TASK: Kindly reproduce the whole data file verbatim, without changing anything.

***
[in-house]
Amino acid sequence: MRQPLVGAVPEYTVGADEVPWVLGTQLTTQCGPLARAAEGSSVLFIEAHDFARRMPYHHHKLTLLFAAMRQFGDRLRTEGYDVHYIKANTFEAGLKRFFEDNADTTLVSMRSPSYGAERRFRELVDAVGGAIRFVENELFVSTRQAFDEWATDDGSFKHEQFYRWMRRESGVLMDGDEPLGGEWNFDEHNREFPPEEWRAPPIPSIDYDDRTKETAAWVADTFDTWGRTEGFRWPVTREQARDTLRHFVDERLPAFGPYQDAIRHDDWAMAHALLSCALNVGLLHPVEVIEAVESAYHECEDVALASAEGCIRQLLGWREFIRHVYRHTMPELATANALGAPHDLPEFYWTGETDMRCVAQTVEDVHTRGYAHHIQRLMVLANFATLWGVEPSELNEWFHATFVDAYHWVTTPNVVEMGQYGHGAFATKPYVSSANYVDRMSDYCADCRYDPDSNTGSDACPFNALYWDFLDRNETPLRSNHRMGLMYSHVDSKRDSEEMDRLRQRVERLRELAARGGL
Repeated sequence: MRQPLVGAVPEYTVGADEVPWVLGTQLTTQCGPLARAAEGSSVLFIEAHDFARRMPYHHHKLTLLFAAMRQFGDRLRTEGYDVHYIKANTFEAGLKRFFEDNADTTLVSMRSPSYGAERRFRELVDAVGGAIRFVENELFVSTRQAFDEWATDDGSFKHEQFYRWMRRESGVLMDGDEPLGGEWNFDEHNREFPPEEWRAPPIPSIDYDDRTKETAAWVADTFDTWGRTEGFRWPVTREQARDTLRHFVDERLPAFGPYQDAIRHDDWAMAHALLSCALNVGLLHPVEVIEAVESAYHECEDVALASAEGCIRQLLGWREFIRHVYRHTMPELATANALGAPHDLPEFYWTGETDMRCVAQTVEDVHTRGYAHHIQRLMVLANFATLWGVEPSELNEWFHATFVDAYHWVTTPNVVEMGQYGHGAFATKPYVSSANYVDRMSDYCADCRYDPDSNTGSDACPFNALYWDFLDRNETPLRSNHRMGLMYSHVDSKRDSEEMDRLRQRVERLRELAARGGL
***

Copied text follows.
[in-house]
Amino acid sequence: MRQPLVGAVPEYTVGADEVPWVLGTQLTTQCGPLARAAEGSSVLFIEAHDFARRMPYHHHKLTLLFAAMRQFGDRLRTEGYDVHYIKANTFEAGLKRFFEDNADTTLVSMRSPSYGAERRFRELVDAVGGAIRFVENELFVSTRQAFDEWATDDGSFKHEQFYRWMRRESGVLMDGDEPLGGEWNFDEHNREFPPEEWRAPPIPSIDYDDRTKETAAWVADTFDTWGRTEGFRWPVTREQARDTLRHFVDERLPAFGPYQDAIRHDDWAMAHALLSCALNVGLLHPVEVIEAVESAYHECEDVALASAEGCIRQLLGWREFIRHVYRHTMPELATANALGAPHDLPEFYWTGETDMRCVAQTVEDVHTRGYAHHIQRLMVLANFATLWGVEPSELNEWFHATFVDAYHWVTTPNVVEMGQYGHGAFATKPYVSSANYVDRMSDYCADCRYDPDSNTGSDACPFNALYWDFLDRNETPLRSNHRMGLMYSHVDSKRDSEEMDRLRQRVERLRELAARGGL
Repeated sequence: MRQPLVGAVPEYTVGADEVPWVLGTQLTTQCGPLARAAEGSSVLFIEAHDFARRMPYHHHKLTLLFAAMRQFGDRLRTEGYDVHYIKANTFEAGLKRFFEDNADTTLVSMRSPSYGAERRFRELVDAVGGAIRFVENELFVSTRQAFDEWATDDGSFKHEQFYRWMRRESGVLMDGDEPLGGEWNFDEHNREFPPEEWRAPPIPSIDYDDRTKETAAWVADTFDTWGRTEGFRWPVTREQARDTLRHFVDERLPAFGPYQDAIRHDDWAMAHALLSCALNVGLLHPVEVIEAVESAYHECEDVALASAEGCIRQLLGWREFIRHVYRHTMPELATANALGAPHDLPEFYWTGETDMRCVAQTVEDVHTRGYAHHIQRLMVLANFATLWGVEPSELNEWFHATFVDAYHWVTTPNVVEMGQYGHGAFATKPYVSSANYVDRMSDYCADCRYDPDSNTGSDACPFNALYWDFLDRNETPLRSNHRMGLMYSHVDSKRDSEEMDRLRQRVERLRELAARGGL